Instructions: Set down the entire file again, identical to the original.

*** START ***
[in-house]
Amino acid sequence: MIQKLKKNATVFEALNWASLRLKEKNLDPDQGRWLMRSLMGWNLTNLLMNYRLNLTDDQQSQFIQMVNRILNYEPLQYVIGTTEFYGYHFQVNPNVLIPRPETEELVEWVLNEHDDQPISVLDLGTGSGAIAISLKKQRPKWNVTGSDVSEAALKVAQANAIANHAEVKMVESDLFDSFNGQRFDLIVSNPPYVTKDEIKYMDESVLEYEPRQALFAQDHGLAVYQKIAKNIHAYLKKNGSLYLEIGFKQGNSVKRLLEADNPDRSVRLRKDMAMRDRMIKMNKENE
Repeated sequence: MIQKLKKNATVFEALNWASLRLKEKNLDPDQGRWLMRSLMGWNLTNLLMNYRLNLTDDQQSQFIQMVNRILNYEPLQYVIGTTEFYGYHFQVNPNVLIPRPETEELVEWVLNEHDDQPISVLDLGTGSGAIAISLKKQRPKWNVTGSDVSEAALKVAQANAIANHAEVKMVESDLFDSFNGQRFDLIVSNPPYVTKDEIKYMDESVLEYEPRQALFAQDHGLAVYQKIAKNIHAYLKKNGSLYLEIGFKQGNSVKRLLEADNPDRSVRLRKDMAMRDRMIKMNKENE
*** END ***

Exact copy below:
[in-house]
Amino acid sequence: MIQKLKKNATVFEALNWASLRLKEKNLDPDQGRWLMRSLMGWNLTNLLMNYRLNLTDDQQSQFIQMVNRILNYEPLQYVIGTTEFYGYHFQVNPNVLIPRPETEELVEWVLNEHDDQPISVLDLGTGSGAIAISLKKQRPKWNVTGSDVSEAALKVAQANAIANHAEVKMVESDLFDSFNGQRFDLIVSNPPYVTKDEIKYMDESVLEYEPRQALFAQDHGLAVYQKIAKNIHAYLKKNGSLYLEIGFKQGNSVKRLLEADNPDRSVRLRKDMAMRDRMIKMNKENE
Repeated sequence: MIQKLKKNATVFEALNWASLRLKEKNLDPDQGRWLMRSLMGWNLTNLLMNYRLNLTDDQQSQFIQMVNRILNYEPLQYVIGTTEFYGYHFQVNPNVLIPRPETEELVEWVLNEHDDQPISVLDLGTGSGAIAISLKKQRPKWNVTGSDVSEAALKVAQANAIANHAEVKMVESDLFDSFNGQRFDLIVSNPPYVTKDEIKYMDESVLEYEPRQALFAQDHGLAVYQKIAKNIHAYLKKNGSLYLEIGFKQGNSVKRLLEADNPDRSVRLRKDMAMRDRMIKMNKENE